Washington Fly Fishing Forum banner
1 - 7 of 7 Posts

·
Registered
Joined
·
227 Posts
Discussion Starter · #1 ·
I've been perusing through my latest issue of Fly Tier magazine, looking at the ads for an upgrade on a new vise (if anyone wants to put in their two cents worth, go ahead). Anyway, I was looking at some small midge patterns, and a thought occured to me which I imagine many of you might also have had: do trout see the hook as well as the fly, and if so, does it affect their decision to strike? I'm sure that on larger flies, say #8 and up, the bend and point get lost in the details, but on much smaller flies, the exposed hook is rather prominent. I would think that the silhouette of a #18 midge pupae looks kind of suspicious to a trout with that unnatural curved tail hanging down under it. It would be great if someone could develop a clear hook material; then this thread would be moot. I await comments from flyberspace.

Hapiness is a tight line.
Aaron J
 

·
Registered
Joined
·
2,938 Posts
Not a dumb question at all. All the research I've looked at says that trout (and other fish as well) will look at positives, not negatives when trying to determine if something is food. A trout's brain asks "does it have legs?" not "does it have six legs?" for instance. Actually it doesn't ask anything, it just looks for legs :CLOWN That's why a soft hackle with 36 barbules swinging around doesn't bother the fish even though it's six times the normal amount of legs! Things like too many legs, not matching the color, hooks, etc. would be a negative screening device, and would take too long, and also keep fish from trying other foods, which could impact survival. For instance polution and warming water due to development decimating a stonefly population, while attracting certain caddis. If the trout started screening out things that "weren't stoneflies" they would starve. This is a very simple explanation of a very complex set of behaviors, so it's easily open to someone arguing against it. So please, cut me some slack, I know there are exception and outside pressures and conditioning can alter this... :LOVEIT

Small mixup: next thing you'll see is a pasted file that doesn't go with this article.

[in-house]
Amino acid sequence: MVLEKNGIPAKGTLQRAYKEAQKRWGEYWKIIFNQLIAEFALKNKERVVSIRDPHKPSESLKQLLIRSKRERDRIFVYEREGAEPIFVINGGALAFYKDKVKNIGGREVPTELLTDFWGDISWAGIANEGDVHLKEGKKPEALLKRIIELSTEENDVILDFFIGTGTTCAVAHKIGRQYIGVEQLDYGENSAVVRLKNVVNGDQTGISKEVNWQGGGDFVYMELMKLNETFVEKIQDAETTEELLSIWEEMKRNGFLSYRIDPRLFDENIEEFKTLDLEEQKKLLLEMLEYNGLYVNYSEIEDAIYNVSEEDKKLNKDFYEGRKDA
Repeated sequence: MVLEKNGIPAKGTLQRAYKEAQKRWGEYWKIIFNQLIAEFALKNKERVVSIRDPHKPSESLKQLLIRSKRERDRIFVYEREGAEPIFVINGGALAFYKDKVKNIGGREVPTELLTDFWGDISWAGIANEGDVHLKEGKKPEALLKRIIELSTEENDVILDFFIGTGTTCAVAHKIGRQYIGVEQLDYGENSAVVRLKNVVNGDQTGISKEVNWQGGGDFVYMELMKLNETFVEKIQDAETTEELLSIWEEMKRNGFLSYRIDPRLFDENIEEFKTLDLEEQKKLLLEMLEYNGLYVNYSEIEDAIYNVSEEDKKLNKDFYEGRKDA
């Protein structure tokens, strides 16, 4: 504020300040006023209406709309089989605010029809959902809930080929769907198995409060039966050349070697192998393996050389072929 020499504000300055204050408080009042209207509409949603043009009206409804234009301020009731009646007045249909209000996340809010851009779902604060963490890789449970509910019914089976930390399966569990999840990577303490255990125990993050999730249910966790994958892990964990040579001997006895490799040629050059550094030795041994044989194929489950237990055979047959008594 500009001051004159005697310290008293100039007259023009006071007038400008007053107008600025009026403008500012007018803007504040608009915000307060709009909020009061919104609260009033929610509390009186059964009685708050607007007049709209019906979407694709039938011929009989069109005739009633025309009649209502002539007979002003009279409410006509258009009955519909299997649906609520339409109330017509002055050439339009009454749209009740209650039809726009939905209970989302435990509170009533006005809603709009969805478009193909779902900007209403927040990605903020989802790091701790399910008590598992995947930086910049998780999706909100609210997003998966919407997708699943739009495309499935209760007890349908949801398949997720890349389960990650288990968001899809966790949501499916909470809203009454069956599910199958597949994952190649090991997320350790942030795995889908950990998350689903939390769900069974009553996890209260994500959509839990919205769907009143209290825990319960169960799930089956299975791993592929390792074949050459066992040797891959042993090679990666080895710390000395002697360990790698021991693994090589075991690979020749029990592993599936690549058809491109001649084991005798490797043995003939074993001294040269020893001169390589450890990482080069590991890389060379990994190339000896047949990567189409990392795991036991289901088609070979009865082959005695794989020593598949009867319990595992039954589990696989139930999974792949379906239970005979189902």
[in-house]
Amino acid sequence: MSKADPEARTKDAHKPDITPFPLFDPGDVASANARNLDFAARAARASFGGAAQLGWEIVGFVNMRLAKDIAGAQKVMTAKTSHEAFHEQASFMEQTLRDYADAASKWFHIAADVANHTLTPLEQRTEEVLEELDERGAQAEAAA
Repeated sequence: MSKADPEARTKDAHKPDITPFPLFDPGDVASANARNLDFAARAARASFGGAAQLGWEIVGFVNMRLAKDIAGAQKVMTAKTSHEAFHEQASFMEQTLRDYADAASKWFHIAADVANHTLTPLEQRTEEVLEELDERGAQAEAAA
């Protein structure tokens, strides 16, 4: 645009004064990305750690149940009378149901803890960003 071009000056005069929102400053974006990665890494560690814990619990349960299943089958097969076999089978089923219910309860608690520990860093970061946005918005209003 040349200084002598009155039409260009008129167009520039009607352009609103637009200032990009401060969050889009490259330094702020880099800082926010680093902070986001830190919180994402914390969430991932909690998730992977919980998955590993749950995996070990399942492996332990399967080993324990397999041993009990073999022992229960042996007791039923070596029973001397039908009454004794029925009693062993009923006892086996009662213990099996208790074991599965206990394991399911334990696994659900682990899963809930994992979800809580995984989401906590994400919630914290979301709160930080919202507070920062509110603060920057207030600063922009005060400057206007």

·
Registered
Joined
·
227 Posts
Discussion Starter · #3 ·
Thanks, Philster, for your explanation. We must remind ourselves not to anthropomorphize onto our scaly friends the imperfect human logic with which we are resigned to view the world around us. A trout's only drives are survival and reproduction, and rarely has to decide on which brand of beer to buy or whether to use a sinking line. The glass really is half full!
 

·
AKA: Gregory Mine
Joined
·
998 Posts
Regal Master with the bronze base.I have two of these and love them. Look into the midge jaws for them, they really make smaller flies easier to tie. But, if you can afford it, Renzetti Master. Used one a couple times, and wow......
 

·
Registered
Joined
·
227 Posts
Discussion Starter · #5 ·
Thanks, Yakima. I also saw a Maryatt MP vise that looks great-true rotary, mucho versatility, but I haven't found a price for it yet. I'm still tying on my first cheapo vise with no bobbin rest and no rotary capability. I can put out decent flies (at least the fish think so), but it's like tying with one hand at times.
 
1 - 7 of 7 Posts
This is an older thread, you may not receive a response, and could be reviving an old thread. Please consider creating a new thread.
Top